Chief of Police
Tualatin, Oregon, Police Department
Candidate for IACP Vice President at Large
am honored and excited to be a candidate for the offi ce of vice president at large for the International Association of Chiefs of Police (IACP).
I have been an active member of this prestigious association since 1998 and still remember the fi rst annual IACP conference I attended in Charlotte, North Carolina. I was a newly promoted captain at the time, and I was given the opportunity by Chief Marc Adams of Keizer, Oregon, to begin my international experience of training and networking with law enforcement leaders from all over the world. What an awesome experience it was then and continues to be in my career today as a chief of police for the city of Tualatin, Oregon.
To give you a quick glance at my career, I have more than 30 years of law enforcement experience in Oregon, including two years with the Marion County Sheriff’s Office; more than 19 years with the Keizer Police Department; and coming up on 9 years as the chief of police for the Tualatin Police Department, comprising 38 sworn officers and serving a population of more than 26,000.
I have a bachelor’s degree in management and communication from Western Baptist College (now Corban University), and I am a graduate of the FBI National Academy and the Oregon Executive Development Institute.
I have been the chairman of the Washington County Law Enforcement Council, am a past president of the Tualatin Rotary Club and the Oregon Association of Chiefs of Police, and was named Business Person of the Year in 2006 by the Tualatin Chamber of Commerce. I am currently the chair of the Police Policy Committee for the Oregon Department of Public Safety Standards and Training and was recently appointed by the state governor as the chairman for the Board of Public Safety Standards and Training.
I have served on the IACP Executive Committee and am currently the general chair for the IACP Division of State Associations of Chiefs of Police (SACOP). As the general chair, I serve on the IACP Board of Officers and Executive Committee.
During the past four years, I have actively served and participated with several IACP advisory groups addressing the following programs, projects, and initiatives:
- The National Center for the Prevention of Violence Against the Police
- Reducing Officer Injuries
- The IACP Center for Social Media
- Enhancing Law Enforcement Response to Victims
- Alzheimer’s Initiatives
- The SACOP SafeShield Project
- The IACP Small Agency Section
Last year, I was selected to be on the search committee to recruit and hire a new executive director for the IACP in an effort to select a successor for Dan Rosenblatt, who had recently retired. I am proud to say that I participated in that process and was involved with the selection of current Executive Director Bart Johnson.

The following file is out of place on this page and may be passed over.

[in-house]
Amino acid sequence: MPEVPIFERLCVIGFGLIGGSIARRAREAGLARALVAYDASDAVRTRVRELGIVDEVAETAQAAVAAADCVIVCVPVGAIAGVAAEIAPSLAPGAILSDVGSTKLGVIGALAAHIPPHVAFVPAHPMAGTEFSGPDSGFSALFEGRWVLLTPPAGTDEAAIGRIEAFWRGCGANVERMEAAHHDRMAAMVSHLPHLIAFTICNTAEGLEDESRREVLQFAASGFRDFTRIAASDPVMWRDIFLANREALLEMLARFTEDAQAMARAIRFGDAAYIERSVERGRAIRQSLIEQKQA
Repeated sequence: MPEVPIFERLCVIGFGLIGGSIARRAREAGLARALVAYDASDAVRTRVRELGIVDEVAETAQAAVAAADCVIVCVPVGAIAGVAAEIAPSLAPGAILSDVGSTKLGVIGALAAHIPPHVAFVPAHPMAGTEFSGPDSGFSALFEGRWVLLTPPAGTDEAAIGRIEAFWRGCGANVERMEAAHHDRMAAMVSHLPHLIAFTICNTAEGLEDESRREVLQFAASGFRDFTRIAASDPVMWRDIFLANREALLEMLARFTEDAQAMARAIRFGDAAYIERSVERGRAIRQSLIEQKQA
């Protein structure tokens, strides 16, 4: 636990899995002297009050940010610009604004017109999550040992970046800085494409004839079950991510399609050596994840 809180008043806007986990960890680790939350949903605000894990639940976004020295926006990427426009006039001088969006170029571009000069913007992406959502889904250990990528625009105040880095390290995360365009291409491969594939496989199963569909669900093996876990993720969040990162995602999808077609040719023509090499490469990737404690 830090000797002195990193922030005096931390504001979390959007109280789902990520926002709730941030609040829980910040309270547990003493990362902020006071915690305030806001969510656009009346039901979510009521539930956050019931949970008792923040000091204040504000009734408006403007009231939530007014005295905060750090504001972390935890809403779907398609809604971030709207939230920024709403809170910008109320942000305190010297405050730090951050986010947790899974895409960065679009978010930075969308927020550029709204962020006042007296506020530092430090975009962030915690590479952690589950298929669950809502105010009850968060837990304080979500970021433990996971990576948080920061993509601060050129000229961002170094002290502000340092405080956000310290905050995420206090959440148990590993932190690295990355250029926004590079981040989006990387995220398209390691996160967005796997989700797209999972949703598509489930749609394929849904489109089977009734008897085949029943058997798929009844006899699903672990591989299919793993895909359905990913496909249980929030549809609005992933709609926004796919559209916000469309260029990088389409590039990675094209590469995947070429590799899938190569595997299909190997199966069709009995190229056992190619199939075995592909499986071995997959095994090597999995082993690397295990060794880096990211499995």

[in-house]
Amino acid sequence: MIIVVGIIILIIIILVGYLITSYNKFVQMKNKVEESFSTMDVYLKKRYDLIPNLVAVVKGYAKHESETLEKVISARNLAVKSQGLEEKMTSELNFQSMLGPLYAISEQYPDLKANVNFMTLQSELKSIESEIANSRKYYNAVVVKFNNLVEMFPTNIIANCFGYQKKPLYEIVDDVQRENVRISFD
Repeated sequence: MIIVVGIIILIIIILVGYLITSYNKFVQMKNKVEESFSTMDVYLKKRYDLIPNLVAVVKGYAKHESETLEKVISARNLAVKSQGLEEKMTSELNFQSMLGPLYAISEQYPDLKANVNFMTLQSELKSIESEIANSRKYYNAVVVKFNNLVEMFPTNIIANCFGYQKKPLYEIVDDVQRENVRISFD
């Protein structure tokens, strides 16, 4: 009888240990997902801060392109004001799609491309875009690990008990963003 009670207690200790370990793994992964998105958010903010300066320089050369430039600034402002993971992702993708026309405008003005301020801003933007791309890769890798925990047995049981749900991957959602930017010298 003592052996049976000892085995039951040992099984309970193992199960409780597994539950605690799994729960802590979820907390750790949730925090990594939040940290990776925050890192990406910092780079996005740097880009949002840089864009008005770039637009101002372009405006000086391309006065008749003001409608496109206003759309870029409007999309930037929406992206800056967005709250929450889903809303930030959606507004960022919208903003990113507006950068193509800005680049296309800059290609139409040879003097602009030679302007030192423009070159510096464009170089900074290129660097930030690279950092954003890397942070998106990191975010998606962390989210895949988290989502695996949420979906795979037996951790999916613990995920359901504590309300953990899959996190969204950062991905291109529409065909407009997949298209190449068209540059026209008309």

As the general chair of SACOP, I feel that I was an active ambassador for smaller and local law enforcement agencies throughout the United States. The staff at the IACP has done an outstanding job to be responsive to our needs and to promote a professional image for the SACOP Division. We received additional funding with the many projects our division has oversight of, our bylaws have been updated, and our SafeShield committee members grow in number and in popularity as other members of IACP experience the positive results relating to officer safety issues and reducing officer injuries.
As we approach our 119th Annual IACP Conference in San Diego, California, I will conclude my two-year term as the General Chair for SACOP. Chief Peter Carnes of Stonehill Campus Police and Safety in Easton, Massachusetts, will be replacing me and will be a great representative for SACOP.
The IACP staff and board members have seen my passion and have witnessed that I am not a silent member of the board. I will listen carefully to what is being presented and speak up in a tactful manner but with passion when it comes to local law enforcement and smaller agency issues. I want to continue to be a voice for local law enforcement and smaller agencies even after my term expires as the SACOP general chair. I value the traditions that our association has established since 1893, but I also understand that we need to move ahead with more modern technology and transform our association into one of which every law enforcement executive throughout the world would want to be a part.
If elected as the vice president at large, I will continue to promote and maintain a positive and professional image in my efforts to support the IACP president and incoming presidents and their initiatives during my three-year term. I will be an active listener to our membership and promote positive and progressive changes within our association. I am hoping I can count on you to support me in this effort. I look forward to seeing you at our upcoming annual conference in San Diego. ♦